$ 25.00 | 3.000% | 2.400% | $ 1.350 | 5.400% | $ 14.75 | 9.153% | 3.753% | 69.492% |

## Find Undervalued Preferred Stocks. Metric New Spread (%Increase | value)

**New Spread (%Increase | value)** is the second metric I will explain. We follow the same process as we did for the previous metric.

Continue with the same example “Enbridge Series 17, Cumulative Redeemable Preference Shares”.

### Metric Components

For this and all resets, 2 components make up the valuation process:

- The purchase price.
- The “SPREAD“. In this case 2.4%. We call this “ISSUE: SPREAD”.

### Example setup

Same setup for BuyerA and BuyerB as before. **The important point here is to understand the affect the purchase price has on the Spread.**

### metric formula and calculations

**Firstly, we determine what the “spread increase %”** of (41%)

The calculation is: “spread increase %” = (FACE VALUE – MARKET PRICE) / FACE VALUE

Face Value | Market Price |
spread increase % |

$ 25.00 | $ 14.72 | 41% |

The new spread increase for BuyerB is 41% due to the purchase price of $14.72.

**Secondly, calculate the SPREAD INCREASE TO VALUE (3.5%)**

The calcuation is: “NEW SPREAD %” = (“ISSUE SPREAD” * “SPREAD INCREASE %”) + “ISSUE SPREAD”

ISSUE SPREAD | Spread Increase % | New Spread % |

2.40% | 41% | 3.38% |

## Conclusion – How To Find Undervalued Preferred Stocks

We provide this metric with all of our compare tools. As a result, locating undervalued stocks is easy. Once you understand the metric, use it to make quick evaluations across issuers / sectors / categories of preferreds.

Finding Undervalued Preferred Stocks, in other words, picking up a preferred stock at a deep discount has additional benefits, other than the standard value related benefits.

- When rates go up, issuers are looking to redeem their highest yielding preferreds. Having picked a deep discounted value preferred means the “BASE SPREAD” is not that high and most likely the issuer will not be redeeming the preferred. Meanwhile you are still collecting a high yield because of when you purchased the share.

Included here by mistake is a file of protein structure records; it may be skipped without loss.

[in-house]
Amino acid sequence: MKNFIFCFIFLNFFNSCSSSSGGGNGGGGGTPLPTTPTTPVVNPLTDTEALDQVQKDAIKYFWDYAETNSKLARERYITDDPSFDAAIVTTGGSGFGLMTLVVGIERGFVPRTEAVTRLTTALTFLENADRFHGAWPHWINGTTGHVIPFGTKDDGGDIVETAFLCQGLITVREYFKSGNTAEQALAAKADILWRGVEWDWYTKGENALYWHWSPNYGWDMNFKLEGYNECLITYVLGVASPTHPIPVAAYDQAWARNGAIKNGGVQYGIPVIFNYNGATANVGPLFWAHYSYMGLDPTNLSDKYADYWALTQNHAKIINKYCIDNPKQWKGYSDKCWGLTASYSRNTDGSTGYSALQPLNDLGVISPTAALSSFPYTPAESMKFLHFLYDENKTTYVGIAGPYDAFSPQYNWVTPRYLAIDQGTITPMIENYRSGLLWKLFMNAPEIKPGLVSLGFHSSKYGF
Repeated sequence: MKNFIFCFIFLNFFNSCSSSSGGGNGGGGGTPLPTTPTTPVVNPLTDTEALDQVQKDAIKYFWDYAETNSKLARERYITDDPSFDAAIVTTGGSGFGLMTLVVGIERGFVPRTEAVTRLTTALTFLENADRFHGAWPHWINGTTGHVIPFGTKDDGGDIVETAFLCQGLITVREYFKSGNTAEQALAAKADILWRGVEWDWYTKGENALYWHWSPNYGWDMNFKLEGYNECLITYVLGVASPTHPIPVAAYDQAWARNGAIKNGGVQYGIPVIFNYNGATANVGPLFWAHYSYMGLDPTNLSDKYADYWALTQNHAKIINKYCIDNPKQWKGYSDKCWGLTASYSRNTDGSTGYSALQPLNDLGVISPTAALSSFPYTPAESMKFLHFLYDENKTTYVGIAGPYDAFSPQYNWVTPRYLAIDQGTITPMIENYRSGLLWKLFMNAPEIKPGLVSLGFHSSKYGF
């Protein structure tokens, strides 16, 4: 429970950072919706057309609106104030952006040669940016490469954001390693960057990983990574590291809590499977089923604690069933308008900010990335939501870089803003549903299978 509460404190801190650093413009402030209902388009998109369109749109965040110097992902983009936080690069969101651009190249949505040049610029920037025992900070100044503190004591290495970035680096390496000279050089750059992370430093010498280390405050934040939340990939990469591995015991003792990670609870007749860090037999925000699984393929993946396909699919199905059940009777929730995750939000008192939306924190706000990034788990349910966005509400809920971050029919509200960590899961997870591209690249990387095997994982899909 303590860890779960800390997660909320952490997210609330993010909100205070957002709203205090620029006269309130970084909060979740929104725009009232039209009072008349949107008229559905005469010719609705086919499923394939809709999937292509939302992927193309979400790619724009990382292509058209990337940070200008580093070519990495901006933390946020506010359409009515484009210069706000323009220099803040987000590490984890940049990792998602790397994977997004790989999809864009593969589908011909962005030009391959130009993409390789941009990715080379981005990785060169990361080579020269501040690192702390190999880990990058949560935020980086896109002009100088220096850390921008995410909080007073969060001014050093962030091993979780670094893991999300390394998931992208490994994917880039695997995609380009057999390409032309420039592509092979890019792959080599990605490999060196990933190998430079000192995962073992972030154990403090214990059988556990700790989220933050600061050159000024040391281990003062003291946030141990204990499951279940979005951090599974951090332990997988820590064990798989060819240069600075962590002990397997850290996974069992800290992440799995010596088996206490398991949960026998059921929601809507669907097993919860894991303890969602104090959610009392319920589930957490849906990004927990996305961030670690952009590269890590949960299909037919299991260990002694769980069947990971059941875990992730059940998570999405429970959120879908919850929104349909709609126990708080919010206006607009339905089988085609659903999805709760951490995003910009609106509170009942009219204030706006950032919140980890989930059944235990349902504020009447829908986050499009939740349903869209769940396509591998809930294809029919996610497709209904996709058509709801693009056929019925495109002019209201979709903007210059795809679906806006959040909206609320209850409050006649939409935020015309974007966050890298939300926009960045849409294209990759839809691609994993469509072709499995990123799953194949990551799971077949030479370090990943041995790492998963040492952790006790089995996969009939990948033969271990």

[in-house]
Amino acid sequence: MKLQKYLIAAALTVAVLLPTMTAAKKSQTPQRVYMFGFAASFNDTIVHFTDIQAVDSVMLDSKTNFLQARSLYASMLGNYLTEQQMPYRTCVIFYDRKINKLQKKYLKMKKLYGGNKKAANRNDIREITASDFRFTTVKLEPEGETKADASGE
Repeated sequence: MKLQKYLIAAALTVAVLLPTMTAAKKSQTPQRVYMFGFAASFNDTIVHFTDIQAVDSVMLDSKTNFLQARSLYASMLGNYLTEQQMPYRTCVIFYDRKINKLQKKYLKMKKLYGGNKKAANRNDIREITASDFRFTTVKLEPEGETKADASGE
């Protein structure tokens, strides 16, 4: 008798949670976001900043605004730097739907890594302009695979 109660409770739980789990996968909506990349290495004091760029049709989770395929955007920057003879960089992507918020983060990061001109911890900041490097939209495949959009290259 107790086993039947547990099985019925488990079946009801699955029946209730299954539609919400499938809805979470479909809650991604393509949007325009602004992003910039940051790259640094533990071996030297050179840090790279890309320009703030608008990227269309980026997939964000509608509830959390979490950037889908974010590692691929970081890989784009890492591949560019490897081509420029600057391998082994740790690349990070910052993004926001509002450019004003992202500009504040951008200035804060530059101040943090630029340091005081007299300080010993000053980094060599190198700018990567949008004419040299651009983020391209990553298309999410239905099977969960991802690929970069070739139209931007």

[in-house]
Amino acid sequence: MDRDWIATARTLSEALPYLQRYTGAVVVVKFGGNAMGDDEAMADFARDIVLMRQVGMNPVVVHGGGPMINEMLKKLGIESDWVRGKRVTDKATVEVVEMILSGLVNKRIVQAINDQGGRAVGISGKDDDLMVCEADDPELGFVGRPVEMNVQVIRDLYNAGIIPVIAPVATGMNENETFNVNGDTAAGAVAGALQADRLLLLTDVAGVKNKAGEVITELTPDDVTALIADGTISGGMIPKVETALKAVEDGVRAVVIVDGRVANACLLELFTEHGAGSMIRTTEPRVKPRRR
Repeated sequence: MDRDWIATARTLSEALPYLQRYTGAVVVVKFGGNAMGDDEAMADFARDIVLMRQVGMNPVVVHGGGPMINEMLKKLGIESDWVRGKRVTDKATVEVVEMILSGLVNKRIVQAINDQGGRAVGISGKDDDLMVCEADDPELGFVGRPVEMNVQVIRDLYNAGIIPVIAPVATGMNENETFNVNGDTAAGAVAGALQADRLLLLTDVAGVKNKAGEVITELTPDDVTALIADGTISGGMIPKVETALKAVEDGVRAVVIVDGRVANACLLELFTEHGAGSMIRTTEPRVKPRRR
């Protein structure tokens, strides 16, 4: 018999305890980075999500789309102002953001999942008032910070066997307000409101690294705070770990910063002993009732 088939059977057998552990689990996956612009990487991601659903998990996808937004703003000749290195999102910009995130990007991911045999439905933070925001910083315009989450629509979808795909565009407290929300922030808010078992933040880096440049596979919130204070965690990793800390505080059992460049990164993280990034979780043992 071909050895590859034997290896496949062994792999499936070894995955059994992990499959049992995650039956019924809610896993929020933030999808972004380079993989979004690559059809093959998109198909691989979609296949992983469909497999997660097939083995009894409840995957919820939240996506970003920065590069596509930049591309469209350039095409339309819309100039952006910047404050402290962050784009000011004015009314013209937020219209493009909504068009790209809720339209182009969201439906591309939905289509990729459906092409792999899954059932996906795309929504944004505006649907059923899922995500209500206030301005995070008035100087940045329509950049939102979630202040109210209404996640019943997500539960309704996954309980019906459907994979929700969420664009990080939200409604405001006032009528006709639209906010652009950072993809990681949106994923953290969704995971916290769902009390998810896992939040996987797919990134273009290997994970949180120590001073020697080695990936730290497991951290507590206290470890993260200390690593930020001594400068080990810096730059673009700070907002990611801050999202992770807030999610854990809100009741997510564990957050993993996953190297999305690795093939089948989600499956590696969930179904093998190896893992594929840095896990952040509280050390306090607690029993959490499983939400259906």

- These types of shares are most likely to generate the highest capital gains. As rates go up all preferreds have a “ceiling”, the face value.

## Canadian Preferred Shares – Mission

Our mission is to provide the average investor with the knowledge, up to date information, latest trends, data and tools to select the best preferreds to purchase or sell today.

Without tools like the ones we provide here, its simply not possible to make an educated decision, thus keeping most individual investors away. Our tools provide an overall view, of the preferreds market. With a few clicks you can easily locate today’s best preferreds within a sector/category or across the whole market.

Using our homepage as a starting point you can access all of our tools.

I think this article is very informative. There are two points that I would

like to give my opinion.

1. Metric Formula and Calculations

The “RATE INCREASE PERCENT (119%)” IS CONFUSING.

Use the example given in the article, I get the following calculations:

= ($25 x (1.59% + 2.4% )/ $14.56) – 1.59% (RATE INCREASE To VALUE (5.26%)

= (25 x 1.59% + 25 x 2.4% – 14.56 x 1.59%)/14.56

=((25 – 14.56) x 1.59% + 25 x 2.4%)/14.56

So, at this point, the entire formula is not meaningful. For the numerator it is the difference of the face values and the current price multiplied by the BOC rate – face value times the spread.

I think the reasonable assessment would be the following:

Face value 25

Year issued

dividend %

Face value dividend and % 5 year BOC 1.59% + spread 2.4%,

25 x (1.59% + 2.4%) = $1, 1/25 = 4%

Market price* 14.56

Market price dividend % $1/$14,56 = 6.87%

Dividend % increase in % (6.87 – 4) / 4 = 2.87 / 4 = 71.75% increase

• The reader must be careful in assessing the market value when it is much lower than the face value. There could be several reasons; one of them could be in the future, the share will be converted into floating-rate despite it was originally issued as a perpetual share – the rate is not perpetual.

The reader can find out details for the share’s prospectus.

• The issued company may not have an excellent evaluation form the analysts.

Frank Thank you for your input. You have made number of good points. I have reviewed your comments and I will be updating the article to reflect your points. In addition we will modify the Formula for this metric in the model. I will also be adding a new metric showing what the new spread is, based on the current price of the stock.

Post and Formula have been updated.